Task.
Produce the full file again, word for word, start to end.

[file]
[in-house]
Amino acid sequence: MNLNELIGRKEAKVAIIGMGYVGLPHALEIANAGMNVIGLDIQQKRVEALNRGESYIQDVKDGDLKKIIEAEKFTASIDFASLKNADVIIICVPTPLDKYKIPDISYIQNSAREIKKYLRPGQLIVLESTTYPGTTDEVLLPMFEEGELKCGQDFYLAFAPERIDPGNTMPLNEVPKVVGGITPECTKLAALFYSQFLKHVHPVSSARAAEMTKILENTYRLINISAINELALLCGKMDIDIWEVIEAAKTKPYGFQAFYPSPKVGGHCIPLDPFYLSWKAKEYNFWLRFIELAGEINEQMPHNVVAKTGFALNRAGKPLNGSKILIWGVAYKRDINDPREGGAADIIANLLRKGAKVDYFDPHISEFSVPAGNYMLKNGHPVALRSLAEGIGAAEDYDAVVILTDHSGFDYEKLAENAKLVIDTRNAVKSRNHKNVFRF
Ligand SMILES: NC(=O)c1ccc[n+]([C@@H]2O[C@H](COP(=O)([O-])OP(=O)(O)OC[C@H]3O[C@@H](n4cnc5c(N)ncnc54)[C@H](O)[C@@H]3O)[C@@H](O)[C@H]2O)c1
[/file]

[in-house]
Amino acid sequence: MNLNELIGRKEAKVAIIGMGYVGLPHALEIANAGMNVIGLDIQQKRVEALNRGESYIQDVKDGDLKKIIEAEKFTASIDFASLKNADVIIICVPTPLDKYKIPDISYIQNSAREIKKYLRPGQLIVLESTTYPGTTDEVLLPMFEEGELKCGQDFYLAFAPERIDPGNTMPLNEVPKVVGGITPECTKLAALFYSQFLKHVHPVSSARAAEMTKILENTYRLINISAINELALLCGKMDIDIWEVIEAAKTKPYGFQAFYPSPKVGGHCIPLDPFYLSWKAKEYNFWLRFIELAGEINEQMPHNVVAKTGFALNRAGKPLNGSKILIWGVAYKRDINDPREGGAADIIANLLRKGAKVDYFDPHISEFSVPAGNYMLKNGHPVALRSLAEGIGAAEDYDAVVILTDHSGFDYEKLAENAKLVIDTRNAVKSRNHKNVFRF
Ligand SMILES: NC(=O)c1ccc[n+]([C@@H]2O[C@H](COP(=O)([O-])OP(=O)(O)OC[C@H]3O[C@@H](n4cnc5c(N)ncnc54)[C@H](O)[C@@H]3O)[C@@H](O)[C@H]2O)c1